25 July 2008

Student Annalog: 우리 IS Family

Today in Korean class, we got around to talking about how the Korean education system is in an unhealthy state right now. My classmate, a Japanese woman who is seven months pregnant, looked a little disheartened at the thought of raising her child in such an intense system. She jokingly said that she and her Korean husband were going to immigrate as soon as possible. I added that she could home-school her kid. My Korean teacher promptly shot that idea down, explaining that in Korea, a kid that was taught at home would be branded an outcast. Yes, that's right. Even if you are able to offer your child a superior education, in Korea, your poor kid will be labeled a wangta. Home school your kid, and people will immediately think that something was wrong with the child. The idea that you would not want your child to be with other children is nearly incomprehensible.

As my teacher noted, in Korea it's all about 우리 (uri). The idea that one would want to keep themselves from others (e.g. not go to a dinner with a group of friends) is thought to be strange. In Korea, isolation seems to be a form of punishment, not a personal choice.

Uri is the Korean equivalent of the plural pronoun "we." As all students will first learn in Korean 101, Koreans place greater emphasis on the collective (as opposed to the individual). For example, you would say "In our country (uri nara), we do this..." instead of "In my country (nae nara), we do this..." I have known this fact for awhile now, but the importance of the collective over the individual suddenly solidified in mind today.

As my teacher explained, this notion of "uri" is why Koreans dress alike or why Koreans will drag themselves through three rounds of drinking just because their co-workers are doing the same. From an American perspective, it'd be easy to pass such behavior off as the result of social pressures, but I think it goes deeper. I think this desire to do as others do is rooted in an intrinsic desire for oneness. Americans can undoubtedly be patriotic when the time arises, but in America we tend to think of ourselves as the sum of its parts, whereas in Korea, they're just a single integer: 1.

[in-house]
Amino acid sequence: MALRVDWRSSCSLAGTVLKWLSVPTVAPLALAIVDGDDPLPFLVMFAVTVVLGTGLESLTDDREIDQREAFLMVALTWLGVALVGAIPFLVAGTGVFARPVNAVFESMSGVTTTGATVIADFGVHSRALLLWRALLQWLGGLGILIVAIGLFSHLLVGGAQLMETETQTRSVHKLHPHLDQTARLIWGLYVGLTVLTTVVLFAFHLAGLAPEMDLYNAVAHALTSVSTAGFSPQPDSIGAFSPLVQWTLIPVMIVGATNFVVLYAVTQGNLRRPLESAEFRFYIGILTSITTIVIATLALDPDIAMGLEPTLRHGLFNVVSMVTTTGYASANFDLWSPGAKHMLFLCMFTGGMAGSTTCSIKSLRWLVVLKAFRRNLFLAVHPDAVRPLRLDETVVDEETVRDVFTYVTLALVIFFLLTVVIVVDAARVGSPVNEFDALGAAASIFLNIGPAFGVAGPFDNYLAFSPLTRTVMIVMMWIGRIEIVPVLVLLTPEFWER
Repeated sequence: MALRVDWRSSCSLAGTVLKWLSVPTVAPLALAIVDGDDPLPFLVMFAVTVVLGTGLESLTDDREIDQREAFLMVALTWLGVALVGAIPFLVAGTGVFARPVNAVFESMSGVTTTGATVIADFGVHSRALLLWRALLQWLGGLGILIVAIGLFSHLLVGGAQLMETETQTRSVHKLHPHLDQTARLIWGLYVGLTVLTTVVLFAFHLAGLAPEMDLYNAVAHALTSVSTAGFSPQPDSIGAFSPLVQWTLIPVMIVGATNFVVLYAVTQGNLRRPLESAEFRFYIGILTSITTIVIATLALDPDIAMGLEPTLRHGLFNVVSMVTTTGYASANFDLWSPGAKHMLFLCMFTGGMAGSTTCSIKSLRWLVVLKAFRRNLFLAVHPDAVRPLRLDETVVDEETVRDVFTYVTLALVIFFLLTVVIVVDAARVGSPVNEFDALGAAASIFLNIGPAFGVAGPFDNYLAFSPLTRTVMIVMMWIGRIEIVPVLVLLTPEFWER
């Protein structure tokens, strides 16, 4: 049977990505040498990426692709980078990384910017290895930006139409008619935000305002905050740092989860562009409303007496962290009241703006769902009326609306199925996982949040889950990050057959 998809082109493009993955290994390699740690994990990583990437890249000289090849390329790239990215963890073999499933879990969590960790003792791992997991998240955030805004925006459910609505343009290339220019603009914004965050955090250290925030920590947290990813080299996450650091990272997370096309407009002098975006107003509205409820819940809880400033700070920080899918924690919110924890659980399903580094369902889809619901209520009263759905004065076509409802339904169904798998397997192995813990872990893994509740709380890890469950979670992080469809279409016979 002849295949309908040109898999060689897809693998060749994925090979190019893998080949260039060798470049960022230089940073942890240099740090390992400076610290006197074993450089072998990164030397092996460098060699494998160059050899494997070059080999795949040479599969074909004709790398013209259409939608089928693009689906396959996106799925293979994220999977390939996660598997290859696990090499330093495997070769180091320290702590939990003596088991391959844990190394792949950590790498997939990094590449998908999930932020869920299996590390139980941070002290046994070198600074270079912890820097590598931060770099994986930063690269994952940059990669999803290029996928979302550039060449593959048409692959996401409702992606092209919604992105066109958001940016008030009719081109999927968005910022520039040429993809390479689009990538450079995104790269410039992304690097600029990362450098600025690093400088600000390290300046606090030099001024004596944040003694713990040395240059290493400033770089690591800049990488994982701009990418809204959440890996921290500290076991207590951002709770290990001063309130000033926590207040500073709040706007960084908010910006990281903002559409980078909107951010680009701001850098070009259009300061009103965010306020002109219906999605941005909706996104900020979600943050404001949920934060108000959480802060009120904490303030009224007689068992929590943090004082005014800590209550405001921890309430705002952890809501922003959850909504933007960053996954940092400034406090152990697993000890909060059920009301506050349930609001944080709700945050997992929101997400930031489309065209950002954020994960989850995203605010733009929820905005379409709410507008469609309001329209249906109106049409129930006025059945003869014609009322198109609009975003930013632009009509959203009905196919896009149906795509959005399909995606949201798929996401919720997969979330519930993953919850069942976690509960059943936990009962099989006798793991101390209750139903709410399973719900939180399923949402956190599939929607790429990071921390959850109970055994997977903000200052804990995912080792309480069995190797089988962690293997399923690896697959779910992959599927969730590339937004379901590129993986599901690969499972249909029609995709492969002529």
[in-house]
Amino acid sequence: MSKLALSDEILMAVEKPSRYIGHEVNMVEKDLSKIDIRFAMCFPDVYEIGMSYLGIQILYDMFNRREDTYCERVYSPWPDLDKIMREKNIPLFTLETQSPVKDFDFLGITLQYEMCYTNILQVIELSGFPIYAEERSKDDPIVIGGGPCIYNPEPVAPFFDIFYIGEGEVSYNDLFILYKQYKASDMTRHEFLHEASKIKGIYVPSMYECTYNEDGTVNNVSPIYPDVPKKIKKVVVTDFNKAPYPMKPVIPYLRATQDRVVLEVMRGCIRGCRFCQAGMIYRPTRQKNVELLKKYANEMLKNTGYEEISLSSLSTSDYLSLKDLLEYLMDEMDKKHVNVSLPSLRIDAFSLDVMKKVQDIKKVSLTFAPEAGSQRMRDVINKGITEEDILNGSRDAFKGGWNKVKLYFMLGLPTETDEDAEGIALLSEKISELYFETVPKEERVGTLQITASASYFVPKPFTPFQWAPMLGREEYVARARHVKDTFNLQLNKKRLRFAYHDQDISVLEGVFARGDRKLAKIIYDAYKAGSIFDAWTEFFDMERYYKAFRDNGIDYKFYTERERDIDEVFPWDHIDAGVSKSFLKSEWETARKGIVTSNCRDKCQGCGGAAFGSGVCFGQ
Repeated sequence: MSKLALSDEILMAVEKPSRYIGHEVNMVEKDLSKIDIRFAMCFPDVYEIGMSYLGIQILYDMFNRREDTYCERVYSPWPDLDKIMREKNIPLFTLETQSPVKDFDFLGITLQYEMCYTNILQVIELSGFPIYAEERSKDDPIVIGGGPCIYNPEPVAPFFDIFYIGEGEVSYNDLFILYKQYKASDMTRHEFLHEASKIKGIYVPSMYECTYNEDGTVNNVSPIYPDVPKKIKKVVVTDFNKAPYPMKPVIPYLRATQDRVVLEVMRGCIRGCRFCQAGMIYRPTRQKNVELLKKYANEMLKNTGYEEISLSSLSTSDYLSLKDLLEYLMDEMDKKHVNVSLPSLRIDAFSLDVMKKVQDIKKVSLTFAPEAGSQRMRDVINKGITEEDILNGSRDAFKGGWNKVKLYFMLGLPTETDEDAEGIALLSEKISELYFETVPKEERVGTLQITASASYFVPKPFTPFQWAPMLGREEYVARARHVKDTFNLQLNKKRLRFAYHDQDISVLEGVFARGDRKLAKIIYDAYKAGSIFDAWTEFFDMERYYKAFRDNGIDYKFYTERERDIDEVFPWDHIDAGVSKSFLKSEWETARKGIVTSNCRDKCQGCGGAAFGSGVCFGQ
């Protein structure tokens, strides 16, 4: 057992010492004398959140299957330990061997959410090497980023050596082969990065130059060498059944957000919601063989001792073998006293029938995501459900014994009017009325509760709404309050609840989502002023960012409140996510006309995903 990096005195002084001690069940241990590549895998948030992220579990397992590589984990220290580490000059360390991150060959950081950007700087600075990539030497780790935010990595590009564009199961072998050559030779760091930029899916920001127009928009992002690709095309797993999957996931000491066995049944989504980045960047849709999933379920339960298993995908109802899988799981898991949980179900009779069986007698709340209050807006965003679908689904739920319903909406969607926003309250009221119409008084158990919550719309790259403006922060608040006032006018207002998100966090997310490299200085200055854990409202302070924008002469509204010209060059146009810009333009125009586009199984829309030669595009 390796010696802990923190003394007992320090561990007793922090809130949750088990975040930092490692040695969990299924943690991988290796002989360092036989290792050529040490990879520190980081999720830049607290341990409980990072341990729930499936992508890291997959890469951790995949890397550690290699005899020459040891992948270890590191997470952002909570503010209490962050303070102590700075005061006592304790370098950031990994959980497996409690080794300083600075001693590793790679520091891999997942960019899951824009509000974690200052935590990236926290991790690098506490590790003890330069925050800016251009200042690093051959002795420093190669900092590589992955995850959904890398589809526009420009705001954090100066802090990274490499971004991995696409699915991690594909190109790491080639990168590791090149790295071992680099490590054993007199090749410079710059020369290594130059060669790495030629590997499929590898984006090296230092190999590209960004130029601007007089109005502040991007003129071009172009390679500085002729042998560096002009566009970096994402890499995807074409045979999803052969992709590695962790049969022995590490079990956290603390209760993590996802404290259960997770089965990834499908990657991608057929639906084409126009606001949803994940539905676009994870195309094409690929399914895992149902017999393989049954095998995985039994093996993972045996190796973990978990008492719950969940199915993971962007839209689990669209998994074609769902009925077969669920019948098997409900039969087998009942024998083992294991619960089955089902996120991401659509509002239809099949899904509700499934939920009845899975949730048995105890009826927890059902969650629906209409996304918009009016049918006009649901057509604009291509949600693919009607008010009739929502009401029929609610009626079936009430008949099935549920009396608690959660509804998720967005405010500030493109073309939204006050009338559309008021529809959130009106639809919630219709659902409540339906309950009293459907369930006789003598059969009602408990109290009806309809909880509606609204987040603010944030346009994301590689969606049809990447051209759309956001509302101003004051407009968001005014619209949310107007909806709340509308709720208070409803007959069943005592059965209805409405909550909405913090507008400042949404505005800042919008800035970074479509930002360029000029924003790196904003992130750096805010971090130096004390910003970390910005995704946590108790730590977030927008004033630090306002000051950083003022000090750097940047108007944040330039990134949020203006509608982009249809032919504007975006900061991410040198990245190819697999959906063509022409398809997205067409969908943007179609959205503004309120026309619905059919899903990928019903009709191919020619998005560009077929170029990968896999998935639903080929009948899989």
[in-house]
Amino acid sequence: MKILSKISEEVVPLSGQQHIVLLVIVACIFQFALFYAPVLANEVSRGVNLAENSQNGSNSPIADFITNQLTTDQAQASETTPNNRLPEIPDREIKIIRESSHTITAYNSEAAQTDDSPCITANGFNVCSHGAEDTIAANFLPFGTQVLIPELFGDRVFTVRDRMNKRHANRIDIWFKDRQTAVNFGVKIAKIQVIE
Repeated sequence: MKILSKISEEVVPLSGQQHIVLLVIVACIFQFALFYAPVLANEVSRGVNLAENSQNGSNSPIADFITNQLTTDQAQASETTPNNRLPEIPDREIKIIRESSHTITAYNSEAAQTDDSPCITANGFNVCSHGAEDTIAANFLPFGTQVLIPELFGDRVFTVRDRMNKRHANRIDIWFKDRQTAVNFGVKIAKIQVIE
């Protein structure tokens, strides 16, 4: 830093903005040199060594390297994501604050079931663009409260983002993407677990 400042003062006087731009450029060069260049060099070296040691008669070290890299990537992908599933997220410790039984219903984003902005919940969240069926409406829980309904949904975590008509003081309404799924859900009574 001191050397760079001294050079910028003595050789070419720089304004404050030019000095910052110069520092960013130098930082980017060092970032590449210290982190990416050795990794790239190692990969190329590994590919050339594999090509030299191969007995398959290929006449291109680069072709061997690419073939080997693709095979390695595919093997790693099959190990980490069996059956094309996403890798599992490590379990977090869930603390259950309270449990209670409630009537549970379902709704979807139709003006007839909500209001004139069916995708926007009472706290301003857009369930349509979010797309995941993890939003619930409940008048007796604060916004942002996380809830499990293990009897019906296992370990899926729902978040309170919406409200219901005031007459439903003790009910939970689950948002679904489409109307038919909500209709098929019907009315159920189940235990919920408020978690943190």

Since kindergarten, I've been told to "be free to be me," to "march to the beat of my own drum." I wonder if Korean children receive any such messages, or if they're simply told to make their families proud, and ultimately, make their country proud.

This reminder of the importance of uri in the Motherland has made me realize that though internally I may be a hyphenated-American, externally I'm Korean. I am the "i" in uri. Perhaps this why taxi drivers feel like they have the right to lecture me. We are one in the same. We are family. 우리가 가족입니다.

I guess this means that whenever I get unwanted advice or the next time some tries to pressure me hang out when I want to be a hermit for the day, I'll do what I do with some of my more overbearing relatives, just smile and nod, then ignore everything they said. ㅋㅋㅋ


db said...

Yes, just last week in my Korean class, we went over the idea of "uri" versus "my." One of "our" Kenyan classmates just could not wrap his head around it. I think the only reason I could begin to understand was because "our" boyfriend is Korean. I think there is a balance to be found here. I think American could use a bit more 우리 and maybe Koreans could use a bit less.

And I totally agree with you about why Koreans seem to stick together in... well almost everything. I think it is fulfilling and honorable for them to see themselves as part of something bigger, something more meaningful than just one single human existence. In America, we tend to overplay the significance of the individual and forget the role of community.

Great post! Thanks for sharing.

lunalil said...

I have a lot of wangta students.

I know that the Korean way is to pound the nail that sticks out, and to emphasize group harmony over individualism. But I see a lot of my students suffering because of this.

As a public middle school teacher I have lots of students who Americans would see as just being "different" or a little odd.